Sharing the basketball is a reference to the Terps’ 9-to-20 assist-to-turnover ratio against the Nittany Lions, their worst mark of the season. As Turgeon put it, they “wanted to lead the country in dribbling” instead of passing the ball, which led to the poor offensive performance.
“We got to learn from a lot of different mistakes that we had in this game — 20 turnovers is way too much,” senior point guard Anthony Cowan Jr. said. “That’s not going to win many games, so we just got to get better.”
Maryland also got out to yet another slow start, which has been the biggest theme of the season to this point. Like the matchup against Illinois — which was supposed to be the team’s wake-up call after it barely staved off an upset — it faced a double-digit deficit at halftime. This time around, the game was within reach to start, but then the turnovers took over.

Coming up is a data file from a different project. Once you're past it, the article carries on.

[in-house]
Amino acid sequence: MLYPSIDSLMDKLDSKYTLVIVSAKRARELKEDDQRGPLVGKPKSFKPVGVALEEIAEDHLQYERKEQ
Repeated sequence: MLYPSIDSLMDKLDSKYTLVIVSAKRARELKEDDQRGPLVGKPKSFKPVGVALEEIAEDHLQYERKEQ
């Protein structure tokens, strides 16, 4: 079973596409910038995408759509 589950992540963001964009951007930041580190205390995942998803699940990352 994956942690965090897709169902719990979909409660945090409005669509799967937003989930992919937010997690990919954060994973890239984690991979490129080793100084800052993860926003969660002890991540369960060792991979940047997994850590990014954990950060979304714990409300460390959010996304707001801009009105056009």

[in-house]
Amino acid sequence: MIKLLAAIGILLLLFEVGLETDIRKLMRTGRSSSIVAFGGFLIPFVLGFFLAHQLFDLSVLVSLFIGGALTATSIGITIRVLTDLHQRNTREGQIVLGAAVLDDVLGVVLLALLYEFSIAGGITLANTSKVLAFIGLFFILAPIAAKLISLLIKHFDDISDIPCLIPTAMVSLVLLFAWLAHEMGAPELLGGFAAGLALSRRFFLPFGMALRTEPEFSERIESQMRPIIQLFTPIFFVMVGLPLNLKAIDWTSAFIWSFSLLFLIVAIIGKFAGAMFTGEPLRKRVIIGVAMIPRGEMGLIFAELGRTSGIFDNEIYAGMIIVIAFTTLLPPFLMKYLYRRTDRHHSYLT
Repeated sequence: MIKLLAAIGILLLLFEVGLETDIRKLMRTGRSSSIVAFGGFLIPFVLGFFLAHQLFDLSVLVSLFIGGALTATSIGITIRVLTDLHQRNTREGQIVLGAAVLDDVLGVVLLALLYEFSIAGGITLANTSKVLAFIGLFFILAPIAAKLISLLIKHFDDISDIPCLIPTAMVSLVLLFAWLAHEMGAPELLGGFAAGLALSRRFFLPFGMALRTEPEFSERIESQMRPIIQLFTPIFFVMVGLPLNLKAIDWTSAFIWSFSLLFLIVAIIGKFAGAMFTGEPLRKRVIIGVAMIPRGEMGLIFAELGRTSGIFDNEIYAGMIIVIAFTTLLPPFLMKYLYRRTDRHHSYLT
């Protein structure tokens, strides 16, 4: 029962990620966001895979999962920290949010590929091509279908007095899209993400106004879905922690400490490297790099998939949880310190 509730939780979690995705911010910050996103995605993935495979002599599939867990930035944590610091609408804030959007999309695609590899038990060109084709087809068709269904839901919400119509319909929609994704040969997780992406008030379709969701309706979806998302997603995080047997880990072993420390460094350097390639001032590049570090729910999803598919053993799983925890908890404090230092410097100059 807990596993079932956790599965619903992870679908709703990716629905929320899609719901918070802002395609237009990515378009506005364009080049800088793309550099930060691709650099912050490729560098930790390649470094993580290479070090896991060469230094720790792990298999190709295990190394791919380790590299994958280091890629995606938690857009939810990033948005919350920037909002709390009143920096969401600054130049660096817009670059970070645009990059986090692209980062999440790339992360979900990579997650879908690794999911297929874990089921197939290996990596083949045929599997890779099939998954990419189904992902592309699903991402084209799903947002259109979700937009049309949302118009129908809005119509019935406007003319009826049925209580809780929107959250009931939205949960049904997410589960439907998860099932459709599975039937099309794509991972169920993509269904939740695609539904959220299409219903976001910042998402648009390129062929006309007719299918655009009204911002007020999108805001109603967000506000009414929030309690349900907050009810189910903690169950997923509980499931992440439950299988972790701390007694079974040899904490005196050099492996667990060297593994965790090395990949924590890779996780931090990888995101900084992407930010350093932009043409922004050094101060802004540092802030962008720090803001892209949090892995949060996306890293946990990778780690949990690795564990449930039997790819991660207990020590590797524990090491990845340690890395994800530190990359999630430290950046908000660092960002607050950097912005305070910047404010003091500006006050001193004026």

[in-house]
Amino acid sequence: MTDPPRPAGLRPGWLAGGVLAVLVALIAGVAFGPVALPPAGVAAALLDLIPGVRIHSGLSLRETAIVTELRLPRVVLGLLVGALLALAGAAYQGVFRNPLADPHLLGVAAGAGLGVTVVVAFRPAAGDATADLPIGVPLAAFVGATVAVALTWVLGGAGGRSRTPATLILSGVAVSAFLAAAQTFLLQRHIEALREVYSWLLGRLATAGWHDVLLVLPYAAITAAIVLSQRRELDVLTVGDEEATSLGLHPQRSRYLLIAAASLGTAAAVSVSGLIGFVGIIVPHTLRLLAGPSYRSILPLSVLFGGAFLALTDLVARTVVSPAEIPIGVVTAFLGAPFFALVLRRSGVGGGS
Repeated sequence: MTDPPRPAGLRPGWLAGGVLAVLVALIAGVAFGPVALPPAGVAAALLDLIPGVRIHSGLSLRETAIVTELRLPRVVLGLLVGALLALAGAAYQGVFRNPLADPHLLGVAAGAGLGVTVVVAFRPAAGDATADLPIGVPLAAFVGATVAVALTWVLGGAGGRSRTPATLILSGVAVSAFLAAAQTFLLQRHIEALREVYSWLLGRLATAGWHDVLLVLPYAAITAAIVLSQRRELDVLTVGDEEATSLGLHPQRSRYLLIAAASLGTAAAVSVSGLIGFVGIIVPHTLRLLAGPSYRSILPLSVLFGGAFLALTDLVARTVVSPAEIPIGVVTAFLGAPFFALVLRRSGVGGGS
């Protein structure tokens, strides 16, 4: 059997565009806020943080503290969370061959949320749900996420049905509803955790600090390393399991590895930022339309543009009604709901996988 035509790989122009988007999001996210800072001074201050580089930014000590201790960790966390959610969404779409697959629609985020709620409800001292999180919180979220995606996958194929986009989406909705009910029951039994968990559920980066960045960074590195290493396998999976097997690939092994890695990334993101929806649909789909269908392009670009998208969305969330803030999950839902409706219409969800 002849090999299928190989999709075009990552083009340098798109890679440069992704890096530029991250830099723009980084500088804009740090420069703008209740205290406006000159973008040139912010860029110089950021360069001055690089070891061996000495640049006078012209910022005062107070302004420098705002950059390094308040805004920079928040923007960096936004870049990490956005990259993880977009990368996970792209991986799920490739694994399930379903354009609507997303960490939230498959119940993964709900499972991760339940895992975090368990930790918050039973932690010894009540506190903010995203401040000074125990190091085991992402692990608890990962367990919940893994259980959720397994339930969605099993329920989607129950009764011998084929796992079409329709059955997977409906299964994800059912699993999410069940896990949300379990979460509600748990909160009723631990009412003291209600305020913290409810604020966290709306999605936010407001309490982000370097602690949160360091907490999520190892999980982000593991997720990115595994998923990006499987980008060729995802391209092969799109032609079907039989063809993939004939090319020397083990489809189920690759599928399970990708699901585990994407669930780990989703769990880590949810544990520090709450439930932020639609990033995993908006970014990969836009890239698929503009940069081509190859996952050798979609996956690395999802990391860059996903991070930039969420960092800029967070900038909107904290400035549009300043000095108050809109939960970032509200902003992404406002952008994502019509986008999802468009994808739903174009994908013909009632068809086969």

Instead of facilitating and swinging the ball to take advantage of Penn State’s defense, Maryland tried to force the issue, leading to takeaways and poor looks. The Terps shot 33.3 percent from the floor Tuesday night, and the numbers were even worse against the Fighting Illini. The team is shooting just 30.8 percent from beyond the arc on the season, which ranks 245th in the nation.
So while the Terps have just the one loss, they’ve had two eye-opening performances in a row, showing how much offensive improvement needs to be made. Defense has made the difference all season, and these last two outings have shown that won’t always be enough.
But with only one game over the next two and a half weeks, they’ll be awarded the chance to get back to the basics without having to worry about playing a game every few days.
“It’s a lot to learn from that game. We got a lot of mistakes, a lot of little stuff that can be corrected,” Eric Ayala said. “We’re looking forward to getting ready to practice. We got a nice stretch where we can just practice and get better.”
And though it didn’t show Tuesday night, this team has made strides, at times looking better than any Turgeon-coached team in his College Park tenure.